We wake up to the sound of screaming. The sounds are not of anger, but pain, permeating through the neighbourhood in a single cacophony of anguish. We rise from our beds and rush to our children’s bedrooms, to check it is nothing of our own which is hurting. Only when we are met by the children in the hallway, their faces worried and silent, do we realise that there is nothing to fear. But the screaming continues. Contemplating where the suffering might be coming from, the noise is nearby and far away, we cautiously walk down the stairs. The ground floor which is shrouded in a darkness penetrated by tiny flashes of blue light. A wave is riding from house to house, screams are turning to murmurs, the sound of emotion obstructed by bravery. We walk through the door into the lounge and find the source of the crying with its head in its hands.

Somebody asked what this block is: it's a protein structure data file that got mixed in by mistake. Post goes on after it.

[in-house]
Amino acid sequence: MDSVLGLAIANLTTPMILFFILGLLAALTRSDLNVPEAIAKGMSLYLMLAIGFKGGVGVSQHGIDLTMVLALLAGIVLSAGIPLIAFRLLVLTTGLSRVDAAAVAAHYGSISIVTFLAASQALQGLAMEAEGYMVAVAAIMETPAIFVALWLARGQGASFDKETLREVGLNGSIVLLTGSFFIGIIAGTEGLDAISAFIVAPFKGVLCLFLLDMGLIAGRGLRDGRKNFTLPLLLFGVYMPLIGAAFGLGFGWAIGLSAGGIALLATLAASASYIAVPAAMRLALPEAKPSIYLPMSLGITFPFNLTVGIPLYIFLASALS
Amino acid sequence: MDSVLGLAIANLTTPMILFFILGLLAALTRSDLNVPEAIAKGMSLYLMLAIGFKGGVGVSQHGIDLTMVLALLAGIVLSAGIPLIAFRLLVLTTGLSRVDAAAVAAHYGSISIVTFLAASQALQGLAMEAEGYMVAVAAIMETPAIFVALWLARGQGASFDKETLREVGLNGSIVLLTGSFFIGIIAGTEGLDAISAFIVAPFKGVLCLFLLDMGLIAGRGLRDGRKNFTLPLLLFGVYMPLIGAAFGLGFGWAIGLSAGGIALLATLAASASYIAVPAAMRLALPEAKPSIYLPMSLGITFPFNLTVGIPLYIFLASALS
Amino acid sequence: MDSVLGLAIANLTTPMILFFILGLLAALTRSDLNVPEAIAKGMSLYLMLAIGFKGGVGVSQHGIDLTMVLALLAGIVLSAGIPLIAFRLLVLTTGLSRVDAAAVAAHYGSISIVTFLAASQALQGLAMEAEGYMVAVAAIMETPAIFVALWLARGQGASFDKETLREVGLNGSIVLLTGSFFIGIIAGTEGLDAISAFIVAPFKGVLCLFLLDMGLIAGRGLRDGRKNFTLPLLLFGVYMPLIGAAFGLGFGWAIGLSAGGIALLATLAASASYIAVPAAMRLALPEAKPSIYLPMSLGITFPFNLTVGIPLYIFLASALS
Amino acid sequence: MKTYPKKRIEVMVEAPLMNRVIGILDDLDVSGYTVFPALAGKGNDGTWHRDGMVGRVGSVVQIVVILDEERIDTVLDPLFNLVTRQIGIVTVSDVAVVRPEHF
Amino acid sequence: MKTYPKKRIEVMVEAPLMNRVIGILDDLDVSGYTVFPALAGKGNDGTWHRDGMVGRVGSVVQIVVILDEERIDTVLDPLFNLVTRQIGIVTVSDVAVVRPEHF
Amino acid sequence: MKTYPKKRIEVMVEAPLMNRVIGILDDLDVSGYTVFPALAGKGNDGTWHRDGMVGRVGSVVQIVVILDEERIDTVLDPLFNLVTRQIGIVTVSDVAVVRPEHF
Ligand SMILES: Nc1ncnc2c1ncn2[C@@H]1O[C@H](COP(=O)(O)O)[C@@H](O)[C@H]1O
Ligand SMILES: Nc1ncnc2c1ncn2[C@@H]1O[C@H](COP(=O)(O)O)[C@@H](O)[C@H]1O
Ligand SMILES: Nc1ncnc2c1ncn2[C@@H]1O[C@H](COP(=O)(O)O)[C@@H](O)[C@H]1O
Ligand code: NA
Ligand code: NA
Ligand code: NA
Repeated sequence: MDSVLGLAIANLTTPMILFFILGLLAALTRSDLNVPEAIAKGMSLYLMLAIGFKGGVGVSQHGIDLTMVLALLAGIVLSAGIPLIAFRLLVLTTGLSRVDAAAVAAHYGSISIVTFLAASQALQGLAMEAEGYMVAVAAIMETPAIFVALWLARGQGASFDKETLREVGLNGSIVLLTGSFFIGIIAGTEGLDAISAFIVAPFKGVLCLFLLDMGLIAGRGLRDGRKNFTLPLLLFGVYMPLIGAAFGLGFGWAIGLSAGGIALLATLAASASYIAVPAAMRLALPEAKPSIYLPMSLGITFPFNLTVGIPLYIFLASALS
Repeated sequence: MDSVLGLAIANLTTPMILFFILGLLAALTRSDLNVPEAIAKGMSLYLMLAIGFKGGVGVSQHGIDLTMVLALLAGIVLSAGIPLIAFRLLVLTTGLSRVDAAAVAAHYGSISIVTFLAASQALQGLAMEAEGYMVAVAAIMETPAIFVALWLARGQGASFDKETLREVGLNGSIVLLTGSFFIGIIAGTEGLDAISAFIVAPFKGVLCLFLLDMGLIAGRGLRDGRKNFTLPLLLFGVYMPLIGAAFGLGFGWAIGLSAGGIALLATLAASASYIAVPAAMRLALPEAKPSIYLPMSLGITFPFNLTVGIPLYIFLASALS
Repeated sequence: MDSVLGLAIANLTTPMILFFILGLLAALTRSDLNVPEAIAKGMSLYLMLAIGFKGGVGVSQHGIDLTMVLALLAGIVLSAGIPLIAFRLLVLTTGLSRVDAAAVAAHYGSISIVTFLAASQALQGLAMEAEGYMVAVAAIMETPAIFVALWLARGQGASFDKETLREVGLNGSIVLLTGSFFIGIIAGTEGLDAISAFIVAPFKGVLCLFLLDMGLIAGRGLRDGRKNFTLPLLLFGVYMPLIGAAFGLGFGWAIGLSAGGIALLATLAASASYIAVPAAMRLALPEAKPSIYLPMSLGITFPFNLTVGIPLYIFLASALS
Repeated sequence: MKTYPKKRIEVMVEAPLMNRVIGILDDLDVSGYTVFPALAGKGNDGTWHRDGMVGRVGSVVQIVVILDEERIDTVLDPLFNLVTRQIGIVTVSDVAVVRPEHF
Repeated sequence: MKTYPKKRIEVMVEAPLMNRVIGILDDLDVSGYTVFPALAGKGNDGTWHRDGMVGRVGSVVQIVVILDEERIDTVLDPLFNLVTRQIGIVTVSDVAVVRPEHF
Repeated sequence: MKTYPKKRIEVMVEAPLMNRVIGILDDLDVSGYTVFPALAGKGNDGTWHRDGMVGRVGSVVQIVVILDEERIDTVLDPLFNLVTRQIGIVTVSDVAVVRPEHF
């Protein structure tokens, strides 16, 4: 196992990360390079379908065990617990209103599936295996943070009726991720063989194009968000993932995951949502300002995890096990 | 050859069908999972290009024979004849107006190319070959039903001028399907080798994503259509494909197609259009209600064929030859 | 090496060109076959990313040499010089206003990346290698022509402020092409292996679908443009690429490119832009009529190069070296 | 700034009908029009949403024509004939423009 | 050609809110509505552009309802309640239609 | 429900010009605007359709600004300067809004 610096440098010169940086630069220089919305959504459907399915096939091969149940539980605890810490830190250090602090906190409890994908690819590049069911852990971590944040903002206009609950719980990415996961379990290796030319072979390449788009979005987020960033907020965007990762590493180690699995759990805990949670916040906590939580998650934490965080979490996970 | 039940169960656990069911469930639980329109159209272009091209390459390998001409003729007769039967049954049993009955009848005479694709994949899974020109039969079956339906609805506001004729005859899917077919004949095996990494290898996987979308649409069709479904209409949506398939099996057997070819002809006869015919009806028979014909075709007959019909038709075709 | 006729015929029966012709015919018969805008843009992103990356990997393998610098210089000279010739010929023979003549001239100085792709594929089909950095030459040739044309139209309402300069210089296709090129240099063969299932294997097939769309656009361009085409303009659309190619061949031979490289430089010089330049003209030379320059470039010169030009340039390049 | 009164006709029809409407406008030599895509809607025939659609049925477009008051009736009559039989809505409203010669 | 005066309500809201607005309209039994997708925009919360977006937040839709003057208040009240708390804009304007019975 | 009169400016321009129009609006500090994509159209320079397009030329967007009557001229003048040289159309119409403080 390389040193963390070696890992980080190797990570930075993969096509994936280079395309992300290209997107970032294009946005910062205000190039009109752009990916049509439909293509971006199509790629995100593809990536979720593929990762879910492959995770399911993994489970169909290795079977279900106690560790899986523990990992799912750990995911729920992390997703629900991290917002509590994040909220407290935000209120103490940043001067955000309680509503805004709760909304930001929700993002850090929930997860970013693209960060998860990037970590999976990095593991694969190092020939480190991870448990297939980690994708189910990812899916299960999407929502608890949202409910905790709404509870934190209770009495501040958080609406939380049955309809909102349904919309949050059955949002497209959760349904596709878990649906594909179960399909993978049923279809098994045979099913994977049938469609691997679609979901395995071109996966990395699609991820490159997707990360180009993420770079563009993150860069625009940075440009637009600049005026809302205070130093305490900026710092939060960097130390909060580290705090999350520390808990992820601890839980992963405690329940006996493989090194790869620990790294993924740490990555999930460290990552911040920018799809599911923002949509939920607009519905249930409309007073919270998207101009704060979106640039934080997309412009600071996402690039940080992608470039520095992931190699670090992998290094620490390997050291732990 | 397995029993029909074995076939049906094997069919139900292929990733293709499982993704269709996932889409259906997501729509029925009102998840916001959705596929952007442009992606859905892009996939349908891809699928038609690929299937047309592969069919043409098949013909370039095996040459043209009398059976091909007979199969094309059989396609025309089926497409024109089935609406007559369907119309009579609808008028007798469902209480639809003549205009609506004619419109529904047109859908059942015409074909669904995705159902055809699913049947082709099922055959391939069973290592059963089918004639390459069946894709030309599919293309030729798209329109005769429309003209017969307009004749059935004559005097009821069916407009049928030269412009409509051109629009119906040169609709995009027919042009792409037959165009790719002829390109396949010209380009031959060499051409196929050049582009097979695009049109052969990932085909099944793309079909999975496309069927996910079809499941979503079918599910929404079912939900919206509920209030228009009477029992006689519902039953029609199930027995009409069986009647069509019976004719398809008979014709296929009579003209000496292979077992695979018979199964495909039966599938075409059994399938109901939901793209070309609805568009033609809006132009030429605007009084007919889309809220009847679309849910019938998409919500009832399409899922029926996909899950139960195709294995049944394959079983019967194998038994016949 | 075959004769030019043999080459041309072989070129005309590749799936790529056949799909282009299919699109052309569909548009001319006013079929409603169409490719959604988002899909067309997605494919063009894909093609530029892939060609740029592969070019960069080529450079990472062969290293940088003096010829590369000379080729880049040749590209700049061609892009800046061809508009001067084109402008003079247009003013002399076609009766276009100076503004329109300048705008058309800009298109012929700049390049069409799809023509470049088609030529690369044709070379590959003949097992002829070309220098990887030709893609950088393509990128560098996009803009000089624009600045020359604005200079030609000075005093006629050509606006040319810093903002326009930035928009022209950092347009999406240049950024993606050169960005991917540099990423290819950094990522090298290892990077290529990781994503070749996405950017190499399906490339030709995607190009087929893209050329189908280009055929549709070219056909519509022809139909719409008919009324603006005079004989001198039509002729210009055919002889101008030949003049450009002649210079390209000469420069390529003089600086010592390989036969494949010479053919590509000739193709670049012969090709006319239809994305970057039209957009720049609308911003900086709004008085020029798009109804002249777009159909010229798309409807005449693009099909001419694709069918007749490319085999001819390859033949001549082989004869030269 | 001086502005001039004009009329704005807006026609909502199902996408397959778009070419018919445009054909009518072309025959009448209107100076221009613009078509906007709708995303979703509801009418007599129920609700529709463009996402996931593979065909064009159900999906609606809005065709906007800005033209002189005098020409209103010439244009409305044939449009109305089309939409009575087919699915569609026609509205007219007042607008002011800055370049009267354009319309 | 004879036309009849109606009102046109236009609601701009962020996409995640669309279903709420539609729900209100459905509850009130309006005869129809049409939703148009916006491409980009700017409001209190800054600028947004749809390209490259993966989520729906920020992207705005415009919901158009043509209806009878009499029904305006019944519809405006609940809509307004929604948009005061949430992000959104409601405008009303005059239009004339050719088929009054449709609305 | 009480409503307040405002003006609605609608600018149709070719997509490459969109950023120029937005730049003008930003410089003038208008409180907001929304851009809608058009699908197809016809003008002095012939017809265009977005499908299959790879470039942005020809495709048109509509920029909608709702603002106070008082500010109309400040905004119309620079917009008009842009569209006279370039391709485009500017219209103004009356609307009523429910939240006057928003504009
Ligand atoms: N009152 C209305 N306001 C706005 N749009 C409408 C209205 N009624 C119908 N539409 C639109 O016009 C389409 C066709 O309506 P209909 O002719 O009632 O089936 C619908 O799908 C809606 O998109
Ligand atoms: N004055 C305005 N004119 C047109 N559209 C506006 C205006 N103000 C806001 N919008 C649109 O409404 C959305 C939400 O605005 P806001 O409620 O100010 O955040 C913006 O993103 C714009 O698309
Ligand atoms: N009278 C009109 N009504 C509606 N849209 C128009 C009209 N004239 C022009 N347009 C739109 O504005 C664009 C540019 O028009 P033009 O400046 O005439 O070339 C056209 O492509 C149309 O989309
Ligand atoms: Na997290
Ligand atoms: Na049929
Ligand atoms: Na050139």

The wiring seeps from its arms to its head, its eyes are electrical lenses opening on command. We built these assistants, servants fit for any household, designed to befriend all children and an array of household pets.
Sudden terror envelopes us, for we have created him, and now we must watch his head turn inside out on itself with incomprehensible agony. We have created a monster, a being that was not intended to feel, and does not have the capacity to cease hurting. Men and women were passed from wires into the fires of emotion. A life is born of our hand, and we must see that our hand has caused the pain on display, such as it can be understood.
We built these assistants, servants fit for any household, designed to befriend all children and an array of household pets
Human ethics are not to be sniffed at. The feelings of morality we draw from bringing our inventions into the world are not always well founded, as history can attest. Nor is it often simple to describe the moral high ground in any given situation. Yet those who think they have the measure of history may think otherwise. Automation is ushered in, even though it will enforce a level of job loss others might find intolerable. Lands will be opened for mining and exploitation regardless of the poisons which leech into rivers, habitat losses and displaced people.